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Total wall resection by full-thickness resection device post-hybrid endoscopic submucosal dissection of a laterally spreading tumor in the colon
Non-lifting lesions can occur owing to fibrosis caused by multiple biopsies, submucosal tumor involvement, and lesions resulting from incomplete resections, among others. These lesions can be successfully resected using the full-thickness resection device (FTRD)     . Here we report the case of a patient who, after undergoing endoscopic submucosal dissection, presented with lesion recurrence. In light of this, the decision was taken to perform resection with the FTRD.
A colonoscope with a conical cup was advanced to the hepatic flexure of the colon, where a flat, granular-type, laterally spreading tumor of approximately 4 × 6 cm, covering 40 % of the perimeter and a complete haustral fold longitudinally, was identified ([Fig. 1 a]). The margins of the lesion were clearly identified. Submucosal injection was performed to achieve complete elevation of the lesion. Perimeter mucotomy and subsequent endoscopic submucosal dissection (ESD) of the lesion were performed ([Fig. 1 b]). ESD was then continued from the perimeter toward the center, achieving dissection of almost 90 % of the lesion. Because the distal edge contained a fold, which prevented adequate submucosal dissection, the decision was taken to complete excision of the lesion via snare polypectomy, subsequently fulgurating the mucous borders of the ulcer site ([Video 1]).
Video 1 A laterally spreading tumor in the colon is treated by hybrid endoscopic mucosal resection; recurrent adenomatous tissue is treated with a full-thickness resection device (FTRD); the final follow-up colonoscopy shows only the scar from the total wall resection with no adenomatous tissue present.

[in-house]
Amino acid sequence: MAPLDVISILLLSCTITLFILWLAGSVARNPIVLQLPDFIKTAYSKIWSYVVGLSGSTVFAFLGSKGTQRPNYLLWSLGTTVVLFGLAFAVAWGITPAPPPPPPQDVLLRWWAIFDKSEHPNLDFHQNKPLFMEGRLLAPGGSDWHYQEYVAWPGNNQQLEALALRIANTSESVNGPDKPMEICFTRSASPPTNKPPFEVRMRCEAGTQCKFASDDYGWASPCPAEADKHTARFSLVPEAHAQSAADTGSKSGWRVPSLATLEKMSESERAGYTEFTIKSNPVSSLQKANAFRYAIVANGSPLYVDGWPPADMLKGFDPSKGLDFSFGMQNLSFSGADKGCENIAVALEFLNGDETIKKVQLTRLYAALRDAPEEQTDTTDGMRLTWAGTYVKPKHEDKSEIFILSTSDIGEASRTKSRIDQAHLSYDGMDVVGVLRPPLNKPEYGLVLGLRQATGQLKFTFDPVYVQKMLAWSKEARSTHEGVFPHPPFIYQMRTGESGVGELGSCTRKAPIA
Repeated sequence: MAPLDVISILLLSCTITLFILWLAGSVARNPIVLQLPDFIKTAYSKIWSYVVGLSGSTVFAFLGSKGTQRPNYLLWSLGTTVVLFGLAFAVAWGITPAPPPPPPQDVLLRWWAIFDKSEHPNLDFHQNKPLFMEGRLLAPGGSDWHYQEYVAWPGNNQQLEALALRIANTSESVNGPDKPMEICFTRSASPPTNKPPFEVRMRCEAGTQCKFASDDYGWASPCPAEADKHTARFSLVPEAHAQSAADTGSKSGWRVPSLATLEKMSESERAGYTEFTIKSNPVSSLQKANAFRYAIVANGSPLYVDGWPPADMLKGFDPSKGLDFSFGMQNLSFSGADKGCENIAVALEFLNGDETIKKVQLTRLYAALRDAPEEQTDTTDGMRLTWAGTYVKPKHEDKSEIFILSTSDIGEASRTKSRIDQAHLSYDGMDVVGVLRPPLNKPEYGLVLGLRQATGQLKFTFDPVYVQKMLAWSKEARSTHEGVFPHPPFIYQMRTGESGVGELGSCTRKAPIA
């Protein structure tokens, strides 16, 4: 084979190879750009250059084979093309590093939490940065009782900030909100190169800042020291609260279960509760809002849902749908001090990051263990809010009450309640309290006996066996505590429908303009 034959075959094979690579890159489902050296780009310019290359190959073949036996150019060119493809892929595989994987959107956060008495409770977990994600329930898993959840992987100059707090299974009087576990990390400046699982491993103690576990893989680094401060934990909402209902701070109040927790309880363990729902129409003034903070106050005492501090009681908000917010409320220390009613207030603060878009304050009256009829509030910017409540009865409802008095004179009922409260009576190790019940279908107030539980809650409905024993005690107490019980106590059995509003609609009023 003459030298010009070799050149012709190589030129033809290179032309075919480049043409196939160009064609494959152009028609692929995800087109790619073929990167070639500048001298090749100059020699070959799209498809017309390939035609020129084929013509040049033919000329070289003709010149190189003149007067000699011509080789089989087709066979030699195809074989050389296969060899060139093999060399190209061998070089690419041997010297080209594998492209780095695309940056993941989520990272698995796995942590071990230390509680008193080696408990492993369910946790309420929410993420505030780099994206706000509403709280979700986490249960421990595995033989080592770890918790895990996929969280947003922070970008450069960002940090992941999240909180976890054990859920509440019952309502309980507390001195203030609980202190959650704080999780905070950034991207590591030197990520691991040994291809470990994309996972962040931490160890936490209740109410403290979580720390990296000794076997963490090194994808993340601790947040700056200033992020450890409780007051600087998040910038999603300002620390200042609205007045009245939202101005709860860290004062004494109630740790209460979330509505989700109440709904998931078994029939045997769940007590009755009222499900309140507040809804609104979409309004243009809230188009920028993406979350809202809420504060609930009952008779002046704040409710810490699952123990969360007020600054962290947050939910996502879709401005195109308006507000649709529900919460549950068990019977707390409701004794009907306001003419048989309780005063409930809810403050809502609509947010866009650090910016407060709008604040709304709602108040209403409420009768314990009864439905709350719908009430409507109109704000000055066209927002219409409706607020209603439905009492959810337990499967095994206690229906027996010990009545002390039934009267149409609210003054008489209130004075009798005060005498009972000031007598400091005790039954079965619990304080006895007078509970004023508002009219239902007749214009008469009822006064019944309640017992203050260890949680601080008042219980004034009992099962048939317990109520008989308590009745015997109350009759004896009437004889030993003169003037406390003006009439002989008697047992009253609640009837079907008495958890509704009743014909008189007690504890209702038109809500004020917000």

A colonoscopy repeated at 6 months revealed recurrence of the adenomatous tissue ([Fig. 1 c]). Therefore, on this occasion, resection with the FTRD was decided upon. Traction was applied to the tumor fold with a foreign body clamp, and this was followed by aspiration of the tumor into the FTRD ([Fig. 1 d]). The FTRD was then released, subsequently resulting in total wall resection of the segment containing the lesion. On a further colonoscopy, 6 months after the first follow-up colonoscopy, only the scar from the previous complete wall resection was visible ([Fig. 1 e]).
In conclusion, use of the FTRD represents a good alternative for recurrent colonic lesions after previous endoscopic resection.
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03 December 2020 (online)
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